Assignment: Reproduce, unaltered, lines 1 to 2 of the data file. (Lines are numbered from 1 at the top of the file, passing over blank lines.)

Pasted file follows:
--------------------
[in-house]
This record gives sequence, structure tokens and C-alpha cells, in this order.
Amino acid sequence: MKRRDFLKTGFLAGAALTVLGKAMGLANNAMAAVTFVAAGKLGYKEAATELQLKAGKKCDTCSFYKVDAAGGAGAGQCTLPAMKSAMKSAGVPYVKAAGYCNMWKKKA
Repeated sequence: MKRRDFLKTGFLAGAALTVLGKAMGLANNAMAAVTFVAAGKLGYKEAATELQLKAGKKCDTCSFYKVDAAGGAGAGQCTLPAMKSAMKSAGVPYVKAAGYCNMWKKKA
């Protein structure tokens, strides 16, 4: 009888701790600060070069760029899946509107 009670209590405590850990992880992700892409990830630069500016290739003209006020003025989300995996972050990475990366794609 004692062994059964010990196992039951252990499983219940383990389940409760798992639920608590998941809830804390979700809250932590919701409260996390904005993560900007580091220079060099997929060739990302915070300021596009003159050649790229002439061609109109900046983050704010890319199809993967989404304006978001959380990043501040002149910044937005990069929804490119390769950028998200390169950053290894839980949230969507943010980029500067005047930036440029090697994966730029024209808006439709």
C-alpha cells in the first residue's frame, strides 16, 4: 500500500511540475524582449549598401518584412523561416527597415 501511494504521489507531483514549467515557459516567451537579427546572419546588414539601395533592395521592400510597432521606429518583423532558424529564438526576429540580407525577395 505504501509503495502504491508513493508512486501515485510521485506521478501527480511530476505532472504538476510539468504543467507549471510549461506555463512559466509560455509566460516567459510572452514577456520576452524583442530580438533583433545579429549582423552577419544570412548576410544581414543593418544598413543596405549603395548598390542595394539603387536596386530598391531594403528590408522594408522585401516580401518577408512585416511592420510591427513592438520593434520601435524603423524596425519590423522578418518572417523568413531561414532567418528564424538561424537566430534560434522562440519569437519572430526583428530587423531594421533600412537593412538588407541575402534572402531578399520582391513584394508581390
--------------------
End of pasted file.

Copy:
[in-house]
This record gives sequence, structure tokens and C-alpha cells, in this order.